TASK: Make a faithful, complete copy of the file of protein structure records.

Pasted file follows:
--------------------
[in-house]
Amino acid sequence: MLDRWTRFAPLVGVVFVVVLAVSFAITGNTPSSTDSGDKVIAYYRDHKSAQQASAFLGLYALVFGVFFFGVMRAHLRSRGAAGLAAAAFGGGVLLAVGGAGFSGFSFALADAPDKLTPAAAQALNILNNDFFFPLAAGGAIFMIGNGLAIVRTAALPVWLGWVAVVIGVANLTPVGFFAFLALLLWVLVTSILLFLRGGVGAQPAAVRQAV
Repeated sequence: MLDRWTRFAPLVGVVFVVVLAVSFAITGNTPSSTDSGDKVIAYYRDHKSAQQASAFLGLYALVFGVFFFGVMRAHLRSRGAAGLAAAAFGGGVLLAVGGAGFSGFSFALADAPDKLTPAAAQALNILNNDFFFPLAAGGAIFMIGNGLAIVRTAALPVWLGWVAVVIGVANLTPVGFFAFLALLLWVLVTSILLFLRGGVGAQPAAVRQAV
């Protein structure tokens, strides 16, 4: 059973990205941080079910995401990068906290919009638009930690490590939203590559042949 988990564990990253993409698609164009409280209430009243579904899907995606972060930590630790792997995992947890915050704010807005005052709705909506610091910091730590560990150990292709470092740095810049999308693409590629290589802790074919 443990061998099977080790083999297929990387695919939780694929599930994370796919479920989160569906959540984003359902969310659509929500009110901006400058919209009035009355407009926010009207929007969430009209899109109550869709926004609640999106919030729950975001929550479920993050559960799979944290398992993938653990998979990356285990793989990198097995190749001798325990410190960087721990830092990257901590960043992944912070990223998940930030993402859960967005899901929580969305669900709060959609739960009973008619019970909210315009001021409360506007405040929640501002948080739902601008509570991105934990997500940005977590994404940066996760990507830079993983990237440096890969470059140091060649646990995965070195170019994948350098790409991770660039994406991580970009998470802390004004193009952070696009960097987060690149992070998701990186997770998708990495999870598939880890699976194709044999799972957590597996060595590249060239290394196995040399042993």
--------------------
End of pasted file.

[in-house]
Amino acid sequence: MLDRWTRFAPLVGVVFVVVLAVSFAITGNTPSSTDSGDKVIAYYRDHKSAQQASAFLGLYALVFGVFFFGVMRAHLRSRGAAGLAAAAFGGGVLLAVGGAGFSGFSFALADAPDKLTPAAAQALNILNNDFFFPLAAGGAIFMIGNGLAIVRTAALPVWLGWVAVVIGVANLTPVGFFAFLALLLWVLVTSILLFLRGGVGAQPAAVRQAV
Repeated sequence: MLDRWTRFAPLVGVVFVVVLAVSFAITGNTPSSTDSGDKVIAYYRDHKSAQQASAFLGLYALVFGVFFFGVMRAHLRSRGAAGLAAAAFGGGVLLAVGGAGFSGFSFALADAPDKLTPAAAQALNILNNDFFFPLAAGGAIFMIGNGLAIVRTAALPVWLGWVAVVIGVANLTPVGFFAFLALLLWVLVTSILLFLRGGVGAQPAAVRQAV
């Protein structure tokens, strides 16, 4: 059973990205941080079910995401990068906290919009638009930690490590939203590559042949 988990564990990253993409698609164009409280209430009243579904899907995606972060930590630790792997995992947890915050704010807005005052709705909506610091910091730590560990150990292709470092740095810049999308693409590629290589802790074919 443990061998099977080790083999297929990387695919939780694929599930994370796919479920989160569906959540984003359902969310659509929500009110901006400058919209009035009355407009926010009207929007969430009209899109109550869709926004609640999106919030729950975001929550479920993050559960799979944290398992993938653990998979990356285990793989990198097995190749001798325990410190960087721990830092990257901590960043992944912070990223998940930030993402859960967005899901929580969305669900709060959609739960009973008619019970909210315009001021409360506007405040929640501002948080739902601008509570991105934990997500940005977590994404940066996760990507830079993983990237440096890969470059140091060649646990995965070195170019994948350098790409991770660039994406991580970009998470802390004004193009952070696009960097987060690149992070998701990186997770998708990495999870598939880890699976194709044999799972957590597996060595590249060239290394196995040399042993």